Cryptonomics: What are Blockchain Forks

The blockchain network is entirely open-source software with easily accessible code. One can change the code and suggest improvements through soft and hark forks.

By
Utulu Hope
on
April 15, 2021
Category:
Cryptonomics

Introduction 

Take your smartphone, for example; if one wants to update an important application, they don't hesitate. In some cases, the application updates automatically. This is because it is necessary to keep an application updated as an outdated version may not offer its new services. 

In contrast with software applications, Cryptocurrencies work pretty differently. Due to the blockchains decentralized nature there is no pecking order. This means that no bank or corporate body can decide to make changes or update the open-source software as they please. In this light, it can be very challenging to make changes on a blockchain network. 

Today, we will shed more light on how cryptocurrency networks can be upgraded, despite the absence of a principal authority. For this to be done, two mechanisms need to be utilized. These two mechanisms have been coined "hard forks" and "soft forks.”


What is Blockchain Fork? 

To understand the concept of a blockchain fork, we will explain what a software fork is. A software fork is a phenomenon that occurs when software is copied and modified. After this is done, the original project still exists, but it exists separately from the newly created one. The new software typically embodies a different concept. For instance, if a team disagrees about how their website's content should be displayed, some team members may come out to form a new website. The new team may create their website with the same template as the old one but with different content and features. In this scenario, the new website is a fork of the original one.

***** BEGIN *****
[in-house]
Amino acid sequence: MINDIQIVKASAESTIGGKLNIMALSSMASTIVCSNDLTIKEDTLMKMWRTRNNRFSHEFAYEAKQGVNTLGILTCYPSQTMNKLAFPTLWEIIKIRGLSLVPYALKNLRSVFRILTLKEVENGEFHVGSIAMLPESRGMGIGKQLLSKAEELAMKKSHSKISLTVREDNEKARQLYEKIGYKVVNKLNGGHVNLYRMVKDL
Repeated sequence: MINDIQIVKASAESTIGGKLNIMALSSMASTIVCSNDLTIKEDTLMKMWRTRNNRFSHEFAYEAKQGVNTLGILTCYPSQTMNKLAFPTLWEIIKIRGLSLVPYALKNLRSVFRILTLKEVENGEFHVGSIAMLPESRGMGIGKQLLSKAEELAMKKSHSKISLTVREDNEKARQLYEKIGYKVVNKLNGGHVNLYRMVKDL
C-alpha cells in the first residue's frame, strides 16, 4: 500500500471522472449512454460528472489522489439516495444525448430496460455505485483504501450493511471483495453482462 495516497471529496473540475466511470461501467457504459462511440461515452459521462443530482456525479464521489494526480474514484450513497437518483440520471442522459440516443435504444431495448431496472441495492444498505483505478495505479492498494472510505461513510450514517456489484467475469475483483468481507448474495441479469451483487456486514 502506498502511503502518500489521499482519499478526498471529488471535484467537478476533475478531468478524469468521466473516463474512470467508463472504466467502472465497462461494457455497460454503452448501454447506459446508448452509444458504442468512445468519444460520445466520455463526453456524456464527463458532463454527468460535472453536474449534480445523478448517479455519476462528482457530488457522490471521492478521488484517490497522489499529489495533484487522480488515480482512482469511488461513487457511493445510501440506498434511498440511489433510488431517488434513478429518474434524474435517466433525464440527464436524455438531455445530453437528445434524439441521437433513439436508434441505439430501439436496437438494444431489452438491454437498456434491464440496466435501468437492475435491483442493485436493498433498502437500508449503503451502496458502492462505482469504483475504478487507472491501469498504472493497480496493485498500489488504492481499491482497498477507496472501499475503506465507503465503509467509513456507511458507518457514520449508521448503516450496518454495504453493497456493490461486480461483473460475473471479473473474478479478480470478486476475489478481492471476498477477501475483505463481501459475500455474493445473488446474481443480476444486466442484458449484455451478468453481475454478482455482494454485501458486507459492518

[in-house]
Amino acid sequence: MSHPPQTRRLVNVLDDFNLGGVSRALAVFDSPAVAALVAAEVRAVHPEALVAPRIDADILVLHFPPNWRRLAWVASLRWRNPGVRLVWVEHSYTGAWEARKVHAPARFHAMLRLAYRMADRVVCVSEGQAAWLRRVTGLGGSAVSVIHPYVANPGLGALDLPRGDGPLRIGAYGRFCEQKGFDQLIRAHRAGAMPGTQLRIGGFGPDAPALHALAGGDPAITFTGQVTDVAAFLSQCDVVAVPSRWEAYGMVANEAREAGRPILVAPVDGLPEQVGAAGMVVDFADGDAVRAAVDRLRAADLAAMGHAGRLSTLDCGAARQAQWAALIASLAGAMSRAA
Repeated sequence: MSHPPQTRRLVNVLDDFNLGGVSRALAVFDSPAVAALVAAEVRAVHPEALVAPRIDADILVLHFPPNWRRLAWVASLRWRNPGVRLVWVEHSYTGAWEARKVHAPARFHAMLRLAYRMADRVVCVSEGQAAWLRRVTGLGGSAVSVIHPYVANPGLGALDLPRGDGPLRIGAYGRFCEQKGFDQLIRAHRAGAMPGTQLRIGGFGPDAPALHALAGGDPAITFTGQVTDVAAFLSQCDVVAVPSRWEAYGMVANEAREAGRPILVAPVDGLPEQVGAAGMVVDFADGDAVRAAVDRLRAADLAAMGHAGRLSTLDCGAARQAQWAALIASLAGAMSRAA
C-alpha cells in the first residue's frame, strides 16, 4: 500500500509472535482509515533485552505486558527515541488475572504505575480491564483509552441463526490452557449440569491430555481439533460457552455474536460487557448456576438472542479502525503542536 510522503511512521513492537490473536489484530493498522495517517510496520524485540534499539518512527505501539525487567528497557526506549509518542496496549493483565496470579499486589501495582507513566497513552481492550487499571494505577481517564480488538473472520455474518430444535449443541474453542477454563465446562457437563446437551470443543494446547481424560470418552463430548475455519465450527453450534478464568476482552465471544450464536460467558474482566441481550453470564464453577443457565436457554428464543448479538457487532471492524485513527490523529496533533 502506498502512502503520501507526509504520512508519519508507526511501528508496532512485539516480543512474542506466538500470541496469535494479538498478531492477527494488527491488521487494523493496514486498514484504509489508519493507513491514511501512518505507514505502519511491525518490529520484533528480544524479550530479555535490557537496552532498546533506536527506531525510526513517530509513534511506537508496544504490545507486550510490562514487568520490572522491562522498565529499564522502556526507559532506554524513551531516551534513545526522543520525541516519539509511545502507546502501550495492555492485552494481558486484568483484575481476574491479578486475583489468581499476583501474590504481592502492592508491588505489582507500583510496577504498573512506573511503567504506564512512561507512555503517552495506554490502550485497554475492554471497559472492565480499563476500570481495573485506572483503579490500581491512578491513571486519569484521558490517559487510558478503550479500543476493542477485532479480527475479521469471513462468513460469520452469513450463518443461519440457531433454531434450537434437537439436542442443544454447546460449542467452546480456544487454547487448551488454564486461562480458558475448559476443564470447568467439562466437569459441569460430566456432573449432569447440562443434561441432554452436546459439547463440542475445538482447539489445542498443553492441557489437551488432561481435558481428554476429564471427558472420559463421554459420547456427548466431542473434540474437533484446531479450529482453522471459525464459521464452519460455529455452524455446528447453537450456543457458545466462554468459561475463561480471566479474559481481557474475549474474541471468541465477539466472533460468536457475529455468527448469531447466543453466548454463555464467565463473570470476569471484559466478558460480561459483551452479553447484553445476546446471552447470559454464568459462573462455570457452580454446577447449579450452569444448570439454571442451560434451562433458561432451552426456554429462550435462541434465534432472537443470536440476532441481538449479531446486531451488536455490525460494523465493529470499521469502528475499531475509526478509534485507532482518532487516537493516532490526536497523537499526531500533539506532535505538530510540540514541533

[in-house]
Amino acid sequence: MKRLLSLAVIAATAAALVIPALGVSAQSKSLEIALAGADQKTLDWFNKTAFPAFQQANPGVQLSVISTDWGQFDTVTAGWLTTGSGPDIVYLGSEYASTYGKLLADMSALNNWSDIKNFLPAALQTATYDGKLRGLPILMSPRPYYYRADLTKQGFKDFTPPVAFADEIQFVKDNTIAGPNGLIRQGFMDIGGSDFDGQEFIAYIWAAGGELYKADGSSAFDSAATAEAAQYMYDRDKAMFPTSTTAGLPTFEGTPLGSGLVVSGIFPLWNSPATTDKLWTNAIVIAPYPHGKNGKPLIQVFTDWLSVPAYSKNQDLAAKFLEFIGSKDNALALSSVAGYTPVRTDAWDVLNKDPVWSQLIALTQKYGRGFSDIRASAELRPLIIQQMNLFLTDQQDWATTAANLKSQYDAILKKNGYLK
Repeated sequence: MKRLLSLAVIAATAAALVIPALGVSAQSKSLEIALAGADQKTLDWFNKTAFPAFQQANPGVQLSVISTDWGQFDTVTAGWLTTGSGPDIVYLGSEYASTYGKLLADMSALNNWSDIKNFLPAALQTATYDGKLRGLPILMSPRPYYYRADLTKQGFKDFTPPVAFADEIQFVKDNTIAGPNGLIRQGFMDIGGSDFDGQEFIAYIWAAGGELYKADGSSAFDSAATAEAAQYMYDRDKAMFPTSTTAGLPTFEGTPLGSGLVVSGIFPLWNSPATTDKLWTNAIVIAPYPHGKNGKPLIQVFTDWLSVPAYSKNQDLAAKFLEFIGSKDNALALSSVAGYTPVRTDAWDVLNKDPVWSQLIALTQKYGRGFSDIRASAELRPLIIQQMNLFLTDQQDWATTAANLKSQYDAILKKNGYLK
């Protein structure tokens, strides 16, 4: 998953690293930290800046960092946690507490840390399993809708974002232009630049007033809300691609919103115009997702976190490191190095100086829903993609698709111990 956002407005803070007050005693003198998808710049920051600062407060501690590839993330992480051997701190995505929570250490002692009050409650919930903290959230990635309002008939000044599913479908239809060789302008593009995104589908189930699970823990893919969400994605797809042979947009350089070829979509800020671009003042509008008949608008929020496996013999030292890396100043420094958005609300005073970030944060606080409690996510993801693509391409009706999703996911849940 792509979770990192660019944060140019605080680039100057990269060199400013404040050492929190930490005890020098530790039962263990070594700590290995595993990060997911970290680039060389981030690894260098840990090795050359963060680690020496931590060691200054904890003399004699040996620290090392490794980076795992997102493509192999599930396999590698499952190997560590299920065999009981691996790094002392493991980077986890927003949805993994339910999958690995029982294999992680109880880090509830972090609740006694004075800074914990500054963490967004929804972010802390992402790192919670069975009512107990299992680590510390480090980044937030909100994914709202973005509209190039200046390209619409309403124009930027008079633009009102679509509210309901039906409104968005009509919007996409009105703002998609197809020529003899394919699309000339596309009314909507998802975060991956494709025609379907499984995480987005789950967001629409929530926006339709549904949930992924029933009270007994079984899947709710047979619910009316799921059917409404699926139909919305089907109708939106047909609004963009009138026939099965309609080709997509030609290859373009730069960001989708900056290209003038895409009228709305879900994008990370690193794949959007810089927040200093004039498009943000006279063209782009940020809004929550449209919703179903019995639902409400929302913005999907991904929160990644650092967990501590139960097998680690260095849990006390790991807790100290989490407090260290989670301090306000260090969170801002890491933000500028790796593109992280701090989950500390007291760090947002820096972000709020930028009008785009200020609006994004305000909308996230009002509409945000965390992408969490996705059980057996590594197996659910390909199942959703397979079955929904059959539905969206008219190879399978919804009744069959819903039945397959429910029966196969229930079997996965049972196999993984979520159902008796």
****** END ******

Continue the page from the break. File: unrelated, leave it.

The two websites now have a common ground and share a history. However, there is now a permanent deviation in their directions. The same similar concept applies on the blockchain. The process by which a blockchain is copied and modified to create a new blockchain such that they have different paths is called a blockchain fork. 

Blockchain forks have occurred with many open-source projects long before the inception of the two glorified crypto assets, Bitcoin and Ethereum. Blockchain forks can be classified into two — hard forks and soft forks. 


Difference Between Hard Forks and Soft Forks 

Although they both have similar names and can be used for similar purposes, they are different. Let us explain each of them: 


Understanding Hard Forks 

In a simple description, hard forks are "backward-incompatible software updates." They occur when nodes add new rules that dispute the rules of the old node. These new nodes can only work with others who use the new version. When this happens, there is a split in the blockchain, and two separate networks are created — Both having different rules. 

Both networks will work simultaneously and continue to produce blocks and transactions. However, they no longer exist on the same blockchain. This is because both nodes had an equal blockchain presence before the fork took place. The initial history still exists but they will no longer have the same blocks and transactions thereafter.